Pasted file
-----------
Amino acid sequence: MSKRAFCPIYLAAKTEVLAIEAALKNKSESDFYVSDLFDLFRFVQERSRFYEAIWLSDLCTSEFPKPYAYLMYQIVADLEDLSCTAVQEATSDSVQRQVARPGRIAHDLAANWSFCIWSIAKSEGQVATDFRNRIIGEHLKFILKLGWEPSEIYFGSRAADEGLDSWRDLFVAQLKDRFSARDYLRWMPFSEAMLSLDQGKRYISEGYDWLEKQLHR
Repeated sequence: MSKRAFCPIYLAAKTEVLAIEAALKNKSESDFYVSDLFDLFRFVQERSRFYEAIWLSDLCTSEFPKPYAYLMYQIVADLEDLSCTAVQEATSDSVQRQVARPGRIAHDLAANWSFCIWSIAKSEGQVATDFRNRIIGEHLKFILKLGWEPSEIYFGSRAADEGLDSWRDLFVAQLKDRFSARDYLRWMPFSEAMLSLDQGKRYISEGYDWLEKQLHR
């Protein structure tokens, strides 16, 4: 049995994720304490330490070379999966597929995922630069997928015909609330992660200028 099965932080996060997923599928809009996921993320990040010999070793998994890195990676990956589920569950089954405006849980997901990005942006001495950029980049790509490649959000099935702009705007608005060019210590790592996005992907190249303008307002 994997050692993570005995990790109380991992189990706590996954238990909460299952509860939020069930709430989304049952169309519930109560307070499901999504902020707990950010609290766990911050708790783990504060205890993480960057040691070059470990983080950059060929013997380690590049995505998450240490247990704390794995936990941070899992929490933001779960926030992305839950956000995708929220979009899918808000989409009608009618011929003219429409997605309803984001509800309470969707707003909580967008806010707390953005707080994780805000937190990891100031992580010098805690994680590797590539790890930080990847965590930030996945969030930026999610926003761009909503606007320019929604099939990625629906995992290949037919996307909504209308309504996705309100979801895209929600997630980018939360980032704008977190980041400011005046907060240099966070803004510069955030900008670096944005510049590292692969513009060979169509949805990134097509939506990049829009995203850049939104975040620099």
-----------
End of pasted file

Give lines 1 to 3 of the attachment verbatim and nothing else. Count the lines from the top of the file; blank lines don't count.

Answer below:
Amino acid sequence: MSKRAFCPIYLAAKTEVLAIEAALKNKSESDFYVSDLFDLFRFVQERSRFYEAIWLSDLCTSEFPKPYAYLMYQIVADLEDLSCTAVQEATSDSVQRQVARPGRIAHDLAANWSFCIWSIAKSEGQVATDFRNRIIGEHLKFILKLGWEPSEIYFGSRAADEGLDSWRDLFVAQLKDRFSARDYLRWMPFSEAMLSLDQGKRYISEGYDWLEKQLHR
Repeated sequence: MSKRAFCPIYLAAKTEVLAIEAALKNKSESDFYVSDLFDLFRFVQERSRFYEAIWLSDLCTSEFPKPYAYLMYQIVADLEDLSCTAVQEATSDSVQRQVARPGRIAHDLAANWSFCIWSIAKSEGQVATDFRNRIIGEHLKFILKLGWEPSEIYFGSRAADEGLDSWRDLFVAQLKDRFSARDYLRWMPFSEAMLSLDQGKRYISEGYDWLEKQLHR
């Protein structure tokens, strides 16, 4: 049995994720304490330490070379999966597929995922630069997928015909609330992660200028 099965932080996060997923599928809009996921993320990040010999070793998994890195990676990956589920569950089954405006849980997901990005942006001495950029980049790509490649959000099935702009705007608005060019210590790592996005992907190249303008307002 994997050692993570005995990790109380991992189990706590996954238990909460299952509860939020069930709430989304049952169309519930109560307070499901999504902020707990950010609290766990911050708790783990504060205890993480960057040691070059470990983080950059060929013997380690590049995505998450240490247990704390794995936990941070899992929490933001779960926030992305839950956000995708929220979009899918808000989409009608009618011929003219429409997605309803984001509800309470969707707003909580967008806010707390953005707080994780805000937190990891100031992580010098805690994680590797590539790890930080990847965590930030996945969030930026999610926003761009909503606007320019929604099939990625629906995992290949037919996307909504209308309504996705309100979801895209929600997630980018939360980032704008977190980041400011005046907060240099966070803004510069955030900008670096944005510049590292692969513009060979169509949805990134097509939506990049829009995203850049939104975040620099």